Second Meeting of the CBD Working Group on Protected Areas
"Indigenous Lands of Latin America and the World make a substantial contribution to protected area objectives" recalled Mr Onel Arias Mazardule, a Kuna indigenous leader from Panama
Recognising and integrating the concept of “Indigenous Conservation Territories” in protected areas policy and practice is crucial to achieving the CBD protected area objectives, indigenous organizations state at CBD meeting
Once hardly heard voices despite their deep and at times painful linkages with protected areas, indigenous peoples are now powerful speakers and players on protected areas policy at all levels. But much remains to be done on the ground.
The Second Latin American Congress on Protected Areas (Bariloche, Argentina, October 2007), organized by IUCN in partnership with other international organizations, was the venue for the creation of the Indigenous Forum on Protected Areas from Latin America.
At the Second Meeting of the CBD Working Group on Protected Areas this week in Rome, the Forum came up with a forceful message, built upon the Bariloche Declaration and subsequent discussions between indigenous organizations and IUCN. “Indigenous lands of Latin America and the world make a substantial contribution to protected area objectives”, Mr. Onel Arias Mazardule, a Kuna indigenous leader from Panama, recalled the audience at a side-event on Wednesday 13th of February. “In Brazil, for example, he added, indigenous lands are more effective to protect the Amazon from deforestation and fires than official protected areas”. This indeed has been demonstrated by latest scientific analyses that monitor the region through satellites.
The CBD 2nd Ad Hoc Open-ended Working Group Meeting (Rome, Italy, 11-15 February 2008) hosted several side-events organized or co-organized by IUCN. This particular event, called “Indigenous Conservation Territories”, was organized by the Latin American Indigenous Forum on Protected Areas, with the support from IUCN Office for South America and IUCN Headquarters in Switzerland.
Its objective was to present the results of the Bariloche Congress, from the perspective of indigenous organizations, as well as the subsequent work that a group of indigenous leaders nominated at the Forum, together with IUCN, have been doing to advance the indigenous proposal on Indigenous Conservation Territories. Indigenous leaders named this partnership “Strategic Alliance between Indigenous Organizations from Latin America and IUCN on Protected Areas”.
While the indigenous proposal presented at the side-event is primarily oriented in the short term to the current process of revising the IUCN Guidelines on the International System of Protected Area Categories, it targets also the CBD Programme of Work on Protected Areas, and seeks to establish a more solid understanding on the conservation values of indigenous territories, as the basis for strengthening land and resource claims in the long term.
The Bariloche Congress recognized that Indigenous Conservation Territories are “a legitimate governance model for protected areas established in indigenous peoples’ ancestral territories”, a model whose key features are “the integration of culture and nature, the role of customary rights, the traditional institutionality and the exercise of indigenous authority in such territories.”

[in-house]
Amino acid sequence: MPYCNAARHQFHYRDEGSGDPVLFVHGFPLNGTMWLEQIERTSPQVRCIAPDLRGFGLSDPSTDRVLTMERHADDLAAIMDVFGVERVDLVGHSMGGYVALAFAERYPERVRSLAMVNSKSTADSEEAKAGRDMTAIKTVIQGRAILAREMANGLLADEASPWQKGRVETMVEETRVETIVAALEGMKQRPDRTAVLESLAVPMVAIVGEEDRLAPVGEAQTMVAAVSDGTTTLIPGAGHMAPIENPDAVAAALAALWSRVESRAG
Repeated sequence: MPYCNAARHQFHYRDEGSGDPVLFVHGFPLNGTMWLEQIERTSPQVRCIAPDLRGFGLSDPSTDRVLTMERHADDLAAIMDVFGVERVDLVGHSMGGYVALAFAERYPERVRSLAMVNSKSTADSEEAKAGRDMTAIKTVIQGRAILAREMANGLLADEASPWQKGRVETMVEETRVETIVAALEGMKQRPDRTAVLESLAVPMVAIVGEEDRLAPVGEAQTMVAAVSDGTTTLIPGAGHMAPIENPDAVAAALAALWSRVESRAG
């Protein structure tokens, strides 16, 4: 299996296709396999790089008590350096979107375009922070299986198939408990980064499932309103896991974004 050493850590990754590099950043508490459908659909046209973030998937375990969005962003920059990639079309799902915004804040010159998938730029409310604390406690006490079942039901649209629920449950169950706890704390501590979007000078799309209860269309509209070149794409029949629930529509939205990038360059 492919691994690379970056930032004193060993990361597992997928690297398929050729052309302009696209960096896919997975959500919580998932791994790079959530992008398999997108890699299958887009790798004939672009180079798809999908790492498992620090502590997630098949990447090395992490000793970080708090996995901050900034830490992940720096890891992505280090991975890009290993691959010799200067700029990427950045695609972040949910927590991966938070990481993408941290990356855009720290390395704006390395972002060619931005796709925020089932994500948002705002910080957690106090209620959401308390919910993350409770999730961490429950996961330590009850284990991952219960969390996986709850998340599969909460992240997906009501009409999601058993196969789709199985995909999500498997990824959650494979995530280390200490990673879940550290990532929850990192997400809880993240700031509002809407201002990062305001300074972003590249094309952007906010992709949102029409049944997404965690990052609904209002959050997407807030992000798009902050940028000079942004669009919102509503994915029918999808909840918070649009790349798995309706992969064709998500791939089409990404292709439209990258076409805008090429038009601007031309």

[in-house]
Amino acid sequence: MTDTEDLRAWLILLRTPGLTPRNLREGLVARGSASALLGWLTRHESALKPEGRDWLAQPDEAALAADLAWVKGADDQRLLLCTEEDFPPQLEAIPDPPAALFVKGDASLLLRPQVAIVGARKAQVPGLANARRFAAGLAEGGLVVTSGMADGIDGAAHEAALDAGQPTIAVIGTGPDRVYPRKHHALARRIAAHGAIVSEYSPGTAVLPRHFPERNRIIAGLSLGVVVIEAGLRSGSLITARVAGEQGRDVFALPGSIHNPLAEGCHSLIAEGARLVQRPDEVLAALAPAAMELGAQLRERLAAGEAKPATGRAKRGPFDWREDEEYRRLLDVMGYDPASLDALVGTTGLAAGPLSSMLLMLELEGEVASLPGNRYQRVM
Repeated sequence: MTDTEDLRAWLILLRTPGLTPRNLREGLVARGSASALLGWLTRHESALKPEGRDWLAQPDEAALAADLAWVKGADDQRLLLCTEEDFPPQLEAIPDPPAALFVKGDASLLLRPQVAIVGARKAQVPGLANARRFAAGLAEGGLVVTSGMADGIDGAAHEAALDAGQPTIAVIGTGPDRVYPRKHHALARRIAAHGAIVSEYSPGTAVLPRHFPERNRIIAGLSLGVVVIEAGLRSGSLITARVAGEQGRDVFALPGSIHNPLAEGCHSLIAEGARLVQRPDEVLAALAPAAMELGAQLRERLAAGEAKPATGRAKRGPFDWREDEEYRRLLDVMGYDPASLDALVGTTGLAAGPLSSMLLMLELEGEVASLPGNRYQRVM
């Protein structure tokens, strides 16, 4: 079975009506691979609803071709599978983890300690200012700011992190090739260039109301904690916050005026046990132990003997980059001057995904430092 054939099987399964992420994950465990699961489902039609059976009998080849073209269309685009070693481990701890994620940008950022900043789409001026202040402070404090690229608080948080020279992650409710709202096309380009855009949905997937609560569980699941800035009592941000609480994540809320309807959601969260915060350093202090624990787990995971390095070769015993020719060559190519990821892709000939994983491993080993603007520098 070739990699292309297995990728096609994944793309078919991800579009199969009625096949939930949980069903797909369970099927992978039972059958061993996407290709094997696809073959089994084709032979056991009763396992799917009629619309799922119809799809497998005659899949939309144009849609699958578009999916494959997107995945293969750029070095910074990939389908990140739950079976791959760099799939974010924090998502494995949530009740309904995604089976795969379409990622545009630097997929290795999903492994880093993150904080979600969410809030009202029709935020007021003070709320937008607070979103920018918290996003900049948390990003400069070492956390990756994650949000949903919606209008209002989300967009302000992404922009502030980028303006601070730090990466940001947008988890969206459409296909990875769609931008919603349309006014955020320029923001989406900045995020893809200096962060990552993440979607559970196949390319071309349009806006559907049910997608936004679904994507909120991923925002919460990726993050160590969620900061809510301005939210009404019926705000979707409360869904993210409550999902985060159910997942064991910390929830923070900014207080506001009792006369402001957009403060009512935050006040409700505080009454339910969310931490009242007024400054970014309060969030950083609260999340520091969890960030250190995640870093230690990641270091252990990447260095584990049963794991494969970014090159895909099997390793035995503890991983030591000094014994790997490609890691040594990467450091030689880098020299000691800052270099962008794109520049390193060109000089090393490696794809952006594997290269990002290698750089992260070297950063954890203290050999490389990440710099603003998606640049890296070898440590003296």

“Indigenous Conservation Territories equally conserve nature and our peoples’ livelihoods and cultures”, said Mazardule. “Recognition of our rights to our ancestral territories is a fundamental condition for indigenous peoples to continue caring for our land”. He illustrated this with the experience of the Kuna people, whose maximum traditional authority, the General Kuna Congress, makes decisions to govern their territory with such twin objectives of conserving nature and culture.
The indigenous proposal on Indigenous Conservation Territories examines the main characteristics of indigenous territories and their contributions to the objectives of protected areas, and proposes ways in which they can become a distinct model for governing protected areas established on indigenous lands, based on their autonomous decision-making, customary norms and institutions, and clear recognition of land, territorial and resource rights.
“Once there is security of rights, tenure and livelihoods”, said Gonzalo Oviedo, IUCN Senior Adviser on Social Policy, speaking at the meeting, “there will be also the will and responsibility to conserve their own indigenous heritage. Otherwise, in a state of insecurity and with bitter feelings for what they lost in the past due to insensitive policies, they cannot be expected to be active conservation players”.
The meeting included an animated discussion among participants about the needs and challenges of advancing the agenda of strengthening indigenous territories, and the importance and value of supporting their traditional management systems and bringing new technical tools, so that their contribution to biodiversity conservation is ensured in the long term.
Despite broad and substantial agreements, many questions remained unanswered at the conclusion of the meeting, among others about the position and interests of governments, and the real possibility of meaningful changes at policy levels and on the ground. “Can really IUCN help in an effective way address complex issues of rights, tenure, and political decision making within countries, or is it just wishful thinking?” – one participant questioned. This is largely a query that a side even alone cannot provide a definitive answer to.
For more information contact
Gonzalo Oviedo (IUCN Headquarters), mailto:firstname.lastname@example.org
Jorge Nahuel (indigenous Mapuche leader from Argentina, coordinator of the Indigenous Forum), email@example.com